3. Connected to a network of folks in the companies I've worked at (and continue to work in) thanks to blog posts where I tinker with APIs and all sorts of random stuff ("Oh yeah - I've seen that blog post before.") that I wouldn't run into otherwise.

4. Got way better at writing and expressing my thoughts clearly, especially when it comes to more technical topics, thanks to having a public forcing function.

There have been rumors that some of the variants that I cover in the blog post are actually somewhat playable, albeit I was not able to reproduce the results. From one side, I can understand this - testing and shipping something like Forge that is bug-free takes time. On the other side - it's been a while since a groundbreaking game mode was release.

Indeed the feature is undocumented, but it's been known for some time - its goal is to mimic as much as possible the reset button, for those situations when your computer freezes up to a point where Ctrl+Alt+Del works, but literally no other process responds. Think "Background process locked up my OS, and I can't do anything short of unplugging the computer." Especially helpful on a laptop where the physical reset button is not available.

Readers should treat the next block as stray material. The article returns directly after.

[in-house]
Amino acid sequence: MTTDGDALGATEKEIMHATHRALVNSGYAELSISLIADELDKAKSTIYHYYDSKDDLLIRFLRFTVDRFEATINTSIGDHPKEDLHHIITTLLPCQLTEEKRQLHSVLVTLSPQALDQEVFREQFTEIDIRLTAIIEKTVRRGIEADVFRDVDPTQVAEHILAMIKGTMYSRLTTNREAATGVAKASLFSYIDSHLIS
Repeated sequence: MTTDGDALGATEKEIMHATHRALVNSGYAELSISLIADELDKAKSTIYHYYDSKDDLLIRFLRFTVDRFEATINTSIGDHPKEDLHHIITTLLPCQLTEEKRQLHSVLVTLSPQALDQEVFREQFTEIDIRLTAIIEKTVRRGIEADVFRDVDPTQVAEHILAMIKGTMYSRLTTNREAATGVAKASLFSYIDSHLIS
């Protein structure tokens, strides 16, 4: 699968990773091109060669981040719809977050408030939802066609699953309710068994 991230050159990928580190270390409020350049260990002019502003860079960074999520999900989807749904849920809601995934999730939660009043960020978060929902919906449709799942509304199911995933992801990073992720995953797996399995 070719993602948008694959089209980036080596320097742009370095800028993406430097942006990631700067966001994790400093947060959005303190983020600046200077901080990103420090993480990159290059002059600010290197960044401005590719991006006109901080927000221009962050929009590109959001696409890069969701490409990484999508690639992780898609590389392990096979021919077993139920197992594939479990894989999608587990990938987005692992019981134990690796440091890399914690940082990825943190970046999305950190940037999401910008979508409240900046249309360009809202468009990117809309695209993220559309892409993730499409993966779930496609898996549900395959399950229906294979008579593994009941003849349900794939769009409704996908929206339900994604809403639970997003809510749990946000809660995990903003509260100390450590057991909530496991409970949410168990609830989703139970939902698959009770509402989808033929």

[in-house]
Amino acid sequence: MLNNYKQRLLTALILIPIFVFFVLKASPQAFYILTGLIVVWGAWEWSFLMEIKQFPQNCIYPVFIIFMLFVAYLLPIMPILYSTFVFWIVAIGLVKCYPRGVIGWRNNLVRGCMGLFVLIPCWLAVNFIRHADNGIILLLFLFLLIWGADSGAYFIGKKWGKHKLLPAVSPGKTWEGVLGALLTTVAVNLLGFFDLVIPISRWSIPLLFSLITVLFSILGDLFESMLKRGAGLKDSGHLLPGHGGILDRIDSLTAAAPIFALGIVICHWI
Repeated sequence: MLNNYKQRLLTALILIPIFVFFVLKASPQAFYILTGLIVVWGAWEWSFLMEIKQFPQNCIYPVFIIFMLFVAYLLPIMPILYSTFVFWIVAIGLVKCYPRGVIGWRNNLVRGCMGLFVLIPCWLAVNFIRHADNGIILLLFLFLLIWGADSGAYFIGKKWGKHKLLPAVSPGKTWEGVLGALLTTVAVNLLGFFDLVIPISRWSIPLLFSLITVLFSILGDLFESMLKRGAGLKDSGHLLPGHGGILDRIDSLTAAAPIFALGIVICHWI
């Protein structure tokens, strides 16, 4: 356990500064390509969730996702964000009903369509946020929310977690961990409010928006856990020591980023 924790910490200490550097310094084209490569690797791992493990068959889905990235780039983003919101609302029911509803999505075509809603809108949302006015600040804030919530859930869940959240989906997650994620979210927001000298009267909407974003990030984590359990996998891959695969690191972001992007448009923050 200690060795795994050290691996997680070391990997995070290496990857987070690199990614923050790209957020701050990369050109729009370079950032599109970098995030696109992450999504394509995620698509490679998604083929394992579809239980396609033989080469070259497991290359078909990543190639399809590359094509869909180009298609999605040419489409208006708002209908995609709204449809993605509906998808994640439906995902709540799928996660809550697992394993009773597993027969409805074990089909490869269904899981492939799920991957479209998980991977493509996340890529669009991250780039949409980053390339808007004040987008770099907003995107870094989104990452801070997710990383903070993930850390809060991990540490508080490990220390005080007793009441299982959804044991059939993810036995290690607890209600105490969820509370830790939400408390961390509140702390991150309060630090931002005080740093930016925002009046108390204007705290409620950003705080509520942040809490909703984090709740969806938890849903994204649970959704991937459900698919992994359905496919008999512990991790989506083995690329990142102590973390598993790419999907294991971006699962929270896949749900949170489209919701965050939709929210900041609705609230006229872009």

I wonder why microsoft never implemented the Magic SysRq keys like linux: https://en.wikipedia.org/wiki/Magic_SysRq_key

It'd let you safely shutdown when the computer is locked up otherwise.

That's what Ctrl-Alt-Del is for.

They aren't exactly the same thing, I suppose, but there's enough functional overlap that if you already have one, it's hard to justify adding another. You don't want too many of these "escape sequences", because every kernel-side keyboard interrupt becomes a thing that:

* Userland doesn't get to use that keyboard shortcut any more.

* Someone might accidentally trigger, and if they don't know what's going on, they become stuck.